When someone asks for “an image of 300 DPI” it is natural to believe that they want a picture with 300 pixels per printed inch, but if the print size is not given, this makes little sense. To better specify the desired resolution you should also state the size of the print – and make sure that the printer supports such a resolution. If the printer does not support more than 100 DPI, there is no reason to use a picture with higher resolution.

In conclusion we can say that a digital image does not have a specific number of DPI. An image of 1000 x 1000 pixels can be printed on 4 x 4 inches with a resolution of 250 DPI, or 10 x 10 inches at 100 DPI. Please also be aware that good imaging software easily allows you to change the DPI without compromising picture quality (just remember to avoid “resample image”, as it leads to loss of quality).


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Powerpoint Presentation Tips (2/6)


Ever created a presentation by opening powerpoint and started filling in the bullet-points that are there? Out of respect for your audience; NEVER do this again. We do this mostly because the software (mis)leads us to do so. It’s considered a «standard». But do a google search for «death by bullet points» and you will see how many people are trying to tell the world to stop this nasty habit.


Bullet-points include too much text, and the human brain is not made to read and listen at the same time. As soon as you start reading the text that is on the slide, you loose focus on what the presenter is saying. The other problem is that it’s really hard to remember bullet points. There is nothing for your brain to link the bullet points to. This is why experts have created the «rule of 7» which states that any one slide should never include more than 7 words. Use this as a rule of thumb, and ignore it when it feels just.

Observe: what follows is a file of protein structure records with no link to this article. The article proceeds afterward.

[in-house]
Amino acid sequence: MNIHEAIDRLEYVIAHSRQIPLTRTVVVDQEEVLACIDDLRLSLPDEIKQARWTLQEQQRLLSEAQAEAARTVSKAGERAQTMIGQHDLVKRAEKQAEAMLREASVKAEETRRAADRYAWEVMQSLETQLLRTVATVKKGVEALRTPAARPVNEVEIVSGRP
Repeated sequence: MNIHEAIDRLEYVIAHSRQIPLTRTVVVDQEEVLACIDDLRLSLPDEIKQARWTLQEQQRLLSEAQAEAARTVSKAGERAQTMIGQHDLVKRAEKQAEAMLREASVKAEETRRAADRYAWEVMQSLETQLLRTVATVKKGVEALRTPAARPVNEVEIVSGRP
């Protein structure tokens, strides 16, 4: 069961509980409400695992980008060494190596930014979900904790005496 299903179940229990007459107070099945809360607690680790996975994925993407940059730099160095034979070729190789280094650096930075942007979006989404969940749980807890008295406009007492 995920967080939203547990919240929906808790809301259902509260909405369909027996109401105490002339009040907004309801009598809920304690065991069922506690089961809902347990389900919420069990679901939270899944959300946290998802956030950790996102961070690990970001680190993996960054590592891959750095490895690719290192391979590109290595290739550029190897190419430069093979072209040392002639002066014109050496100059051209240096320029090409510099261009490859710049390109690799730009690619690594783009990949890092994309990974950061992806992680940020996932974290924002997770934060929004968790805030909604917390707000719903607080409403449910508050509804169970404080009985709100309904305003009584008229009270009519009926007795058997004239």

So what do we do instead? Lets look at an short example. In Norway we have our famous 9 rules for travelling in mountains. Lets create a powerpoint to explain these rules for you – first the wrong way, and then the right way.
The wrong way: First, we open powerpoint, and we create our list of 9 bullets. That’s how 95% of us would do it. It would look something like this.

Rules for traveling in the mountains

Now, is this intriguing? How many of these rules would you remember? Is this remarkable? Or would this pretty much put you to sleep? If you are like most of us, the answer is the latter. Now the alternative approach. Do a search for «mountain backpack» (to illustrate point 5)

Find a suitable background, create a slide for each point instead of cramming it all in one slide and maybe you’ll end up with something like the image below.

Rules for traveling in the mountains

This might not be what you are «used to» or what your colleagues do, but ask yourself this question; a week from now, which point on the list will I remember? I think you already know the answer!

Click here to read Powerpoint Presentation Tips (1/6)